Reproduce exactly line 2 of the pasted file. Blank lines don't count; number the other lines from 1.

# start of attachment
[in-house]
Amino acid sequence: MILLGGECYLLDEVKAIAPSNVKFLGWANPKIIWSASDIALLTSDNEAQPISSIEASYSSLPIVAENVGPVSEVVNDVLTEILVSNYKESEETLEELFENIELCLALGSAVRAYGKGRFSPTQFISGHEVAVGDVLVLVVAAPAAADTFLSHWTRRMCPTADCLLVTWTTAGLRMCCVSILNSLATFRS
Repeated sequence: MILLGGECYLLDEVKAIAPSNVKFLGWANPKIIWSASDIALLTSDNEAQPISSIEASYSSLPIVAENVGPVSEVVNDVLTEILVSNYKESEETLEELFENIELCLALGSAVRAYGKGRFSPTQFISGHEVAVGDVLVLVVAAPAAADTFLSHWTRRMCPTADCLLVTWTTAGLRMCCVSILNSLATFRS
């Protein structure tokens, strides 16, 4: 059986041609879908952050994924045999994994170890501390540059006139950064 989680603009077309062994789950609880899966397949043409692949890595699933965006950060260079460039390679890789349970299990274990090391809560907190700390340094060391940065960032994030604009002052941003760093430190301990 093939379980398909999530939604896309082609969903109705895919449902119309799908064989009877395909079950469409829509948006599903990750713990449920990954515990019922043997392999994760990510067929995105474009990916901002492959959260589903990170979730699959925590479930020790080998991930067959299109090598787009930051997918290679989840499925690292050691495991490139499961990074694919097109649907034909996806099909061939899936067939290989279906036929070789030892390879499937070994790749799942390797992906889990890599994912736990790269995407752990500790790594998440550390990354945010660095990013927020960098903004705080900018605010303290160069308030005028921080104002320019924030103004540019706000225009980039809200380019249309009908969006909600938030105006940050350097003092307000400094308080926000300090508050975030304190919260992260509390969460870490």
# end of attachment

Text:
Amino acid sequence: MILLGGECYLLDEVKAIAPSNVKFLGWANPKIIWSASDIALLTSDNEAQPISSIEASYSSLPIVAENVGPVSEVVNDVLTEILVSNYKESEETLEELFENIELCLALGSAVRAYGKGRFSPTQFISGHEVAVGDVLVLVVAAPAAADTFLSHWTRRMCPTADCLLVTWTTAGLRMCCVSILNSLATFRS